One of the most important concerns developers should have when dealing with data storage and migration is server downtime. Server downtime prevents internal productivity and cuts off user access to your sites. Overall, downtime is bad for everyone.
In order to prevent major losses to server downtime, developers need to take a number of systematic precautions. Here’s what you’ll need to know when crafting your server system to prevent future productivity losses.
When your business is young, it may seem excessive to overinvest in server space, and this can be true. After all, servers require space and maintenance can be expensive, so you don’t want to spend your nest egg on data space you don’t need. This is why scale is important. You’ll want to invest in systems and space that can grow with you.
By thinking in terms of scale when creating a data center, you prevent future downtime by smoothing expansion and migration. You don’t want the space to be good for now, but not big enough for two years down the road – any time you have to fully relocate, you’re looking at too much downtime. And not only does the actual space need to be scalable, but so do all of the associated systems. This includes cooling and humidity monitoring systems that are vital to server maintenance. Create systems that can fully grow with you.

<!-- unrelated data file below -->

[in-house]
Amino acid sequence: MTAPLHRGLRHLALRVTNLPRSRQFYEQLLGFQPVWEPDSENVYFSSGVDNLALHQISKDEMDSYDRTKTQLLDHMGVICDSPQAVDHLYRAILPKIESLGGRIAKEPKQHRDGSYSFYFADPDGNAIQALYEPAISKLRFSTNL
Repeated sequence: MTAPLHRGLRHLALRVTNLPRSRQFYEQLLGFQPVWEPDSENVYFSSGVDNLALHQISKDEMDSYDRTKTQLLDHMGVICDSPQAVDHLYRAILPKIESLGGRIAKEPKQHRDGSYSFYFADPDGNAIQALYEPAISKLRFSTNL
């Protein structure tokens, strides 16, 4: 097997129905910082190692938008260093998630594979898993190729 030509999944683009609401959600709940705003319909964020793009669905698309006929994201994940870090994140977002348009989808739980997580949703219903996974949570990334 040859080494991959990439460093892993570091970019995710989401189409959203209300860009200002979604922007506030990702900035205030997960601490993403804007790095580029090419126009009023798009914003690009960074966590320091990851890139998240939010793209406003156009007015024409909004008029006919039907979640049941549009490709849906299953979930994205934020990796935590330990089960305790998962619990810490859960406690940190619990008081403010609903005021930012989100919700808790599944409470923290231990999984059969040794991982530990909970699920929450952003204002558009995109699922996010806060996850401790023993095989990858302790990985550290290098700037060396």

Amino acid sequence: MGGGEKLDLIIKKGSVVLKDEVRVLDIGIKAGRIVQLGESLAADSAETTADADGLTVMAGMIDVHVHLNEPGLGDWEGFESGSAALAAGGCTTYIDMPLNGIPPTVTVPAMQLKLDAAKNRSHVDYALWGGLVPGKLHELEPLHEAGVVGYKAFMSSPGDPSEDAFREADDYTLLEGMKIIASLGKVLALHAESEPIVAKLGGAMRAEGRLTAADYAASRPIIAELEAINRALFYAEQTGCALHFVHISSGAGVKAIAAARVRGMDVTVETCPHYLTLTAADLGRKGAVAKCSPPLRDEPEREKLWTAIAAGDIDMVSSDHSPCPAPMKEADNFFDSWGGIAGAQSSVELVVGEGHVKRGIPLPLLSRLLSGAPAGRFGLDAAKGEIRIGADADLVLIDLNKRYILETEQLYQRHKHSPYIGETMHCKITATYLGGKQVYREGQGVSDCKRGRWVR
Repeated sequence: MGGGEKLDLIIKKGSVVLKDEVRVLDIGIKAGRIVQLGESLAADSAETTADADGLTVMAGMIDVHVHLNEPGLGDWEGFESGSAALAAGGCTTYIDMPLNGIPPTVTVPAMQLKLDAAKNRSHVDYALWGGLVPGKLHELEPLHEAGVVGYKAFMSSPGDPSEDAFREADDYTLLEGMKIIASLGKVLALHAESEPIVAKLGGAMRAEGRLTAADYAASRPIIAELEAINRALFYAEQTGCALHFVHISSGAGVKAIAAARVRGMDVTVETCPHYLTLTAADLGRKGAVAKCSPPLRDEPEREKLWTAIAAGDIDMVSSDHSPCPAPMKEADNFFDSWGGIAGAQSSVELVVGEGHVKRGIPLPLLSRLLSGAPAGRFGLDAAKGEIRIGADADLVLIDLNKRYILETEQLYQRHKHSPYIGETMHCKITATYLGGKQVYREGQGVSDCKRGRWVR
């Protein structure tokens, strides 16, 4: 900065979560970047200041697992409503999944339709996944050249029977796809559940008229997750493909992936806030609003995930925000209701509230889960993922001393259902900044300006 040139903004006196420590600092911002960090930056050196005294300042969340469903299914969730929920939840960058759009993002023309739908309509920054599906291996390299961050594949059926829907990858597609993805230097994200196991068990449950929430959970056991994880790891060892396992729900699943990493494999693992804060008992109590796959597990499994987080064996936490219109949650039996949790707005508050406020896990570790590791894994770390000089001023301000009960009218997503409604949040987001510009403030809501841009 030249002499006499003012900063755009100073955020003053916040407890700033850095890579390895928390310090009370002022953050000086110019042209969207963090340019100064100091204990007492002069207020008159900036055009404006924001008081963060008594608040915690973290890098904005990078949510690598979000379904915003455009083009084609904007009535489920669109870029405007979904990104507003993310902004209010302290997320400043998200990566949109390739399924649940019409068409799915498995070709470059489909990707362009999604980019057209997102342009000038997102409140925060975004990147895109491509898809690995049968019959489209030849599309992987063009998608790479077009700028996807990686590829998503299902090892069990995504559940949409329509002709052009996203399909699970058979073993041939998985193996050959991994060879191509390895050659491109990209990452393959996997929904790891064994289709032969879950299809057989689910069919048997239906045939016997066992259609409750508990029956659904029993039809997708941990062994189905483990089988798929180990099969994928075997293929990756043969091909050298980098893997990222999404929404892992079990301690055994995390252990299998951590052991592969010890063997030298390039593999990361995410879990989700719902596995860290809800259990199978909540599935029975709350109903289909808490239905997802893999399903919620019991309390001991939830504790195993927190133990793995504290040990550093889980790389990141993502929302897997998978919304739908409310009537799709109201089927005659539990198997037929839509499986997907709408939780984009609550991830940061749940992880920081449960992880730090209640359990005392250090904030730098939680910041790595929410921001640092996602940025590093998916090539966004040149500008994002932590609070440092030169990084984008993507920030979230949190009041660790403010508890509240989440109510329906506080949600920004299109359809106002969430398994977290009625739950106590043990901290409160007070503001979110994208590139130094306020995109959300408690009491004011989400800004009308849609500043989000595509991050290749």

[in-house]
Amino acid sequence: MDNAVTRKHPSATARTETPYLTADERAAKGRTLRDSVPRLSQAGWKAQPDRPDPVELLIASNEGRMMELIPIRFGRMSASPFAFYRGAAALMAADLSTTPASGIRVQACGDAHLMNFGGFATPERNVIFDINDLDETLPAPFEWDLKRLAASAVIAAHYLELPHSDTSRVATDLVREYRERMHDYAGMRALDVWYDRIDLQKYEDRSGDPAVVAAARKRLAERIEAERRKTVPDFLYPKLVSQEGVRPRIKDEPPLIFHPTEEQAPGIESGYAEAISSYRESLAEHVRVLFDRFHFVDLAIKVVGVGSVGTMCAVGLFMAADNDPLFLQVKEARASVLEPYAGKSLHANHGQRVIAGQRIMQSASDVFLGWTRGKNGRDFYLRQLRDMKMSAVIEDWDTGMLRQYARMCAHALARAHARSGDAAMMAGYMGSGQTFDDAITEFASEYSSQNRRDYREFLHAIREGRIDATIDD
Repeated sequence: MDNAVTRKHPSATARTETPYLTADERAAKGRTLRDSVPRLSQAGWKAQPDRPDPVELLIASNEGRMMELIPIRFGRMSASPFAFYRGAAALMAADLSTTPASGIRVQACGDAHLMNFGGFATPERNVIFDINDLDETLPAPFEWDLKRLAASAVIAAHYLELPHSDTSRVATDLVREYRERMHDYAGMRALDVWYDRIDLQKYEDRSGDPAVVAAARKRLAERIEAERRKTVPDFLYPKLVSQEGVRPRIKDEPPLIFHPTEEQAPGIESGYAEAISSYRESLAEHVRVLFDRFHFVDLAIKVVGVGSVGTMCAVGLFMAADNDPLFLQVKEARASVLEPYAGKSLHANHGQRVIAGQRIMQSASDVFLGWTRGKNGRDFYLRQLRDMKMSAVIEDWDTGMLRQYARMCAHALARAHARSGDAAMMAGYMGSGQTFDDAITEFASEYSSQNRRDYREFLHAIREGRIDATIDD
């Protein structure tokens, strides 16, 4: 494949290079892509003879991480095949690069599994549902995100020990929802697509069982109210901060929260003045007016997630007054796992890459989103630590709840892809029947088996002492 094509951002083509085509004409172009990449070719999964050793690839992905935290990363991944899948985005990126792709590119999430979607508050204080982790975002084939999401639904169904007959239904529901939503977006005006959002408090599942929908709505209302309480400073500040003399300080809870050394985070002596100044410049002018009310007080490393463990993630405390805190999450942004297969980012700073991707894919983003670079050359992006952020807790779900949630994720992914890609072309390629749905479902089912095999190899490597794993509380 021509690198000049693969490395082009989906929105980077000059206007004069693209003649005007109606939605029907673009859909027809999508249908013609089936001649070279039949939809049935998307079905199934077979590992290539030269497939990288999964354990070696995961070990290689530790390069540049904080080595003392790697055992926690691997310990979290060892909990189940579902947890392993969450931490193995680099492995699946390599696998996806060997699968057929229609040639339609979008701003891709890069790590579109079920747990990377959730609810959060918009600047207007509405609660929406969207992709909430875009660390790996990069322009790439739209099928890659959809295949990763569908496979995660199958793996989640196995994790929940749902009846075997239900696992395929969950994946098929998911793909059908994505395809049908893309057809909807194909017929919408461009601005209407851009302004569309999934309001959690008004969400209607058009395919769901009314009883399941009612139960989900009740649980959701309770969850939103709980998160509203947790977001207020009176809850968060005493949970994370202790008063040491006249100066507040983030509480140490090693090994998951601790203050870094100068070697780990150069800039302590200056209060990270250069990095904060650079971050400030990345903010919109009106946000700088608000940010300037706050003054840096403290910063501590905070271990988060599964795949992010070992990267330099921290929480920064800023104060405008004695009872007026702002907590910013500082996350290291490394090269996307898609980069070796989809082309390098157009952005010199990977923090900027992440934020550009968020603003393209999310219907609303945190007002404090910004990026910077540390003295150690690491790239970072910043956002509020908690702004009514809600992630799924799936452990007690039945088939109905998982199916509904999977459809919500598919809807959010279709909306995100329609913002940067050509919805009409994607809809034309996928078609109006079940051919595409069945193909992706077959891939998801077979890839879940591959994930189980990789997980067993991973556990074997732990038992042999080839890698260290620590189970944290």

Understand The System – Or Trust Someone Who Does
One major problem that developers have when managing a server system is failing to understand the technical specifications behind the system. You may know enough to buy some servers and wire them up, but do you know how much power they draw? Do you know how much power your electrical grid allows for? This is vital information.
As a developer you’ll need to understand system resilience. A clearer understanding of wiring, power, and resilience can prevent blown fuses and generator failure and keep support systems working properly. When these systems fail, you can face a lot of downtime making repairs, and may lose valuable data.
The alternative to learning these types of tech specs is to trust someone who does understand them. This is less advantageous in some ways, but often safer. We’re all good at different things, and if you’re a great developer, then you need a great set of system engineers by your side.
Prepare For The Worst
While some system downtime is unavoidable due to physical movement and data migration, other kinds of downtime come as a surprise to everyone involved. This is often the case when emergency strikes. That’s why having a disaster preparedness plan for your data is so important.
One part of this plan consists of assessing what downtime costs and what the risks of data loss are. From there you need to assess your backup practices – if a natural disaster occurs and destroys your servers, what kind of backup access do you have? This can be a challenge since a disaster in one area is likely to harm both original and back-up data. The emergence of the cloud can be a boon in this regard and can help you maintain access continuity. No matter what you choose, backup is vital.
Ultimately, developers need to plan for the best – success and expansion – while preparing for the worst – damage and lost data. But the better your data management plan, the less likely you are to experience server downtime, which is frustrating and costly for everyone involved.